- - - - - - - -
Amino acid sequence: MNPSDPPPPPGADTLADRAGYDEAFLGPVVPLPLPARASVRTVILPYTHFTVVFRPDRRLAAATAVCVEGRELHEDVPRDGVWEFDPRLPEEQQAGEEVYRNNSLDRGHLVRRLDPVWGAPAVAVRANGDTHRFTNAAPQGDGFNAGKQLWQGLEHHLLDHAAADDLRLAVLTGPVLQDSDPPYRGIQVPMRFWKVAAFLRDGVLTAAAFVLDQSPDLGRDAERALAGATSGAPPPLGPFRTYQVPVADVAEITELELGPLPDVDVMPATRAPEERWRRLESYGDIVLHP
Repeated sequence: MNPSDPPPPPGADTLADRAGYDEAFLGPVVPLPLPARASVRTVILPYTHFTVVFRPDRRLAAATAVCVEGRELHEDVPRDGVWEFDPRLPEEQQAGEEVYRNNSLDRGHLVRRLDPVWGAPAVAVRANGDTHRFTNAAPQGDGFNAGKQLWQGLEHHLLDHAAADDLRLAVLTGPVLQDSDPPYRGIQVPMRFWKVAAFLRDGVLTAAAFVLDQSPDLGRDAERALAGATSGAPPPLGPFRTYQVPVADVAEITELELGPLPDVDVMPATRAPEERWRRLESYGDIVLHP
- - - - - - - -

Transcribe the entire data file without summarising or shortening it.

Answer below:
Amino acid sequence: MNPSDPPPPPGADTLADRAGYDEAFLGPVVPLPLPARASVRTVILPYTHFTVVFRPDRRLAAATAVCVEGRELHEDVPRDGVWEFDPRLPEEQQAGEEVYRNNSLDRGHLVRRLDPVWGAPAVAVRANGDTHRFTNAAPQGDGFNAGKQLWQGLEHHLLDHAAADDLRLAVLTGPVLQDSDPPYRGIQVPMRFWKVAAFLRDGVLTAAAFVLDQSPDLGRDAERALAGATSGAPPPLGPFRTYQVPVADVAEITELELGPLPDVDVMPATRAPEERWRRLESYGDIVLHP
Repeated sequence: MNPSDPPPPPGADTLADRAGYDEAFLGPVVPLPLPARASVRTVILPYTHFTVVFRPDRRLAAATAVCVEGRELHEDVPRDGVWEFDPRLPEEQQAGEEVYRNNSLDRGHLVRRLDPVWGAPAVAVRANGDTHRFTNAAPQGDGFNAGKQLWQGLEHHLLDHAAADDLRLAVLTGPVLQDSDPPYRGIQVPMRFWKVAAFLRDGVLTAAAFVLDQSPDLGRDAERALAGATSGAPPPLGPFRTYQVPVADVAEITELELGPLPDVDVMPATRAPEERWRRLESYGDIVLHP